Skiing: It’s All Downhill from Here
Program focuses on conditioning
America’s favorite winter sports—downhill skiing and snowboarding—attract millions to the snowy slopes. Some will end up in emergency departments because these sports are physically demanding and require muscles, tendons, and ligaments that are rarely used in normal everyday activities.
The good news is that many of these injuries can be prevented with a smart preseason training program to add strength and flexibility.
Kevin Plancher, MD, official surgeon of the U.S. Ski and Snowboard Teams, recommends a program that focuses on four key areas of conditioning:
- Flexibility: “Increasing the flexibility of connective tissue is the most important thing skiers and snowboarders can do to reduce the risk of injury,” Dr. Plancher says. That’s because virtually every major joint in the body—including ankles, knees, hips, shoulders, wrists, and elbows—are relied upon heavily during active skiing and snowboarding, as well as during a fall. “More flexibility can help skiers and boarders stay on their feet, but it can also help them land properly during a fall with the least chance of injury,” he notes. Engaging in a 20-minute full-body stretching routine daily after an aerobic activity that has warmed up the muscles can result in better flexibility within six to eight weeks.
- Strengthening: Strength and flexibility go hand-in-hand in preventing ski injury, Dr. Plancher says. The key is to strengthen muscles, tendons, and ligaments that may not have been used since last winter’s final trek to the slopes. For example, doing squats and rotations on a flexible platform can give underused leg and knee muscles a stretching, strengthening workout. Dr. Plancher cautions everyone to avoid deep knee squats or leg extension exercises with weights.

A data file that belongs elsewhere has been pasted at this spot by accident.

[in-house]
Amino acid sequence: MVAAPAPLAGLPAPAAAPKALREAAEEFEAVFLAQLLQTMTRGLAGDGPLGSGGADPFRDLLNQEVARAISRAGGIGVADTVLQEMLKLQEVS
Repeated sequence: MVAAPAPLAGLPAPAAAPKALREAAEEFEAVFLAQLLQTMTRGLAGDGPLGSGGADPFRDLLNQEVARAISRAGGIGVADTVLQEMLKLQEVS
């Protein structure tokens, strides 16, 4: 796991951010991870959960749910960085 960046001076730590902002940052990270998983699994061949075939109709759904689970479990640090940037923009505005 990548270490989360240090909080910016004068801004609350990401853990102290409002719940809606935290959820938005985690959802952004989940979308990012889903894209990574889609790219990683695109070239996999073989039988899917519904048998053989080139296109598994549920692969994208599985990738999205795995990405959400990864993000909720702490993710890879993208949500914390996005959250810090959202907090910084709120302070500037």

- Endurance: Overall physical fitness is important, since an exhausted, winded skier or snowboarder may be more prone to injury than a fit one. Thirty to 60 minutes of daily aerobic exercise can increase endurance, lung capacity, and overall fitness; choose walking, running, tennis, or biking to strengthen leg muscles at the same time.
- Core development: When well developed, the structures that make up the body’s core—the spine and abdomen—can improve balance, coordination, gracefulness, and overall power and strength. “This is an often overlooked aspect of preseason training,” Dr. Plancher says. “But it can be one of the most crucial ones, because few sports require such a well-honed sense of balance as do skiing and boarding.” Dr. Plancher recommends yoga and Pilates to help develop those core muscles, and for increasing mental focus—also key to reducing the risk of ski and snowboard injury.
Published November 25, 2008
Reviewed By: Shehnaz Shaikh, MD© www.health-eheadlines.com Consumer Health News Service